For parents, it's a process that's not only exhausting but nerve-wracking as well.
What should be happening at what age and when is it time to be concerned?
"There can be a range of several months in which the development of a new skill is entirely normal," Dr. Eileen Costello of Brigham and Women's Hospital said.
One of the first and most anticipated milestones is a baby's first true or "social" smile. It usually happens around two months.
"A social smile is when you work at it a little bit, and the baby, suddenly, its whole face lights up," Costello said.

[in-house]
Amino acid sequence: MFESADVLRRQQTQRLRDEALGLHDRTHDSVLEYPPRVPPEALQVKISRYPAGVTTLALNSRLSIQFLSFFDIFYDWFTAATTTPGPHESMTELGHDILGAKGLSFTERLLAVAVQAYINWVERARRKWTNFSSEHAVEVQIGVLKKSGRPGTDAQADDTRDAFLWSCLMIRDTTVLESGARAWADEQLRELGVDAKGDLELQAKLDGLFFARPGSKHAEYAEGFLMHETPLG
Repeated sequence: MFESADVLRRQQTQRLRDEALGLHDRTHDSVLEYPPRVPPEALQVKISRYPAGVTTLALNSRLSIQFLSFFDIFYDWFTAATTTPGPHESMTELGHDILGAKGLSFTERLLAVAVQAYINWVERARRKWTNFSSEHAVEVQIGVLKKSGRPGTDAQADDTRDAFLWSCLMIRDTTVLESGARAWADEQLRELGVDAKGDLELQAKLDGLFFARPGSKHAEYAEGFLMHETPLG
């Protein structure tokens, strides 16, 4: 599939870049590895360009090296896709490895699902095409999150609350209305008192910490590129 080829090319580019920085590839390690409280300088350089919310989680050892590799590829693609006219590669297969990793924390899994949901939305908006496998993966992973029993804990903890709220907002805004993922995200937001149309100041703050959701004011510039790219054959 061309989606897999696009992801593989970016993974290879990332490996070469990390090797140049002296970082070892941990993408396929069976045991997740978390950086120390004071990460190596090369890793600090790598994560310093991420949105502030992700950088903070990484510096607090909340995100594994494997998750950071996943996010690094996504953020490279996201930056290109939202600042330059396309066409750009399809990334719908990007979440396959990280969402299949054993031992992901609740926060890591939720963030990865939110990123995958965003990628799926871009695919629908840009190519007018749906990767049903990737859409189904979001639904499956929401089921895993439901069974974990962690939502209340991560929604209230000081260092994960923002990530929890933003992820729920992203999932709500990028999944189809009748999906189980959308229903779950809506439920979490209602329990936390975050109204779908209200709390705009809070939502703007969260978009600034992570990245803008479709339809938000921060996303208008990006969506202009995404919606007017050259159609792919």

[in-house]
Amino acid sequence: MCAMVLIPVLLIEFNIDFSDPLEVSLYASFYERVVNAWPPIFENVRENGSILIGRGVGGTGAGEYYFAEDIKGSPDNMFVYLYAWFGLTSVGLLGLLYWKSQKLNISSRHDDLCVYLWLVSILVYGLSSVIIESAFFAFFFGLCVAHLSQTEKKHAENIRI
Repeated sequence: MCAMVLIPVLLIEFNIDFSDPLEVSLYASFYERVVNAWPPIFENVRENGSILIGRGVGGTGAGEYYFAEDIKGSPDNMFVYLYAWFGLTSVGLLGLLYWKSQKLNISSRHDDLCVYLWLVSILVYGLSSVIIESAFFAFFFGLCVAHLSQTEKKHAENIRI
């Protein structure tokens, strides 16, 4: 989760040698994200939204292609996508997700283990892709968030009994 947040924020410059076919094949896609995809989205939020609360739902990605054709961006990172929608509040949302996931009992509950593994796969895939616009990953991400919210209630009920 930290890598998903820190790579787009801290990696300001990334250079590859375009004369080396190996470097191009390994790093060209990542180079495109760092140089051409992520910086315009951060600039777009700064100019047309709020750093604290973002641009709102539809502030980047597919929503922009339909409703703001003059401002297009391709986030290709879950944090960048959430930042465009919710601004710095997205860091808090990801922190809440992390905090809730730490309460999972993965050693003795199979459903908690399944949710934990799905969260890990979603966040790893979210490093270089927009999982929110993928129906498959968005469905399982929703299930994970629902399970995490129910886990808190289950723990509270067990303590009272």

At two to three months, babies should be able to lift and support their own heads.
Soon after come their first attempts at talking.
"A four-month-old will be making AH, EE, OO - those kinds of sounds," she said.
Actual words will come later at around 12 to 15 months.
Most babies roll over at six or seven-months-old, crawl at nine-months-old and walk at about 12 months.
No two babies progress at the same rate but there are certain red flags that may indicate developmental problems.
Parents should consult a doctor if at three months the baby lacks head control and appears floppy in parents' arms, or if the infant doesn't smile, respond to noise or has trouble with eye contact.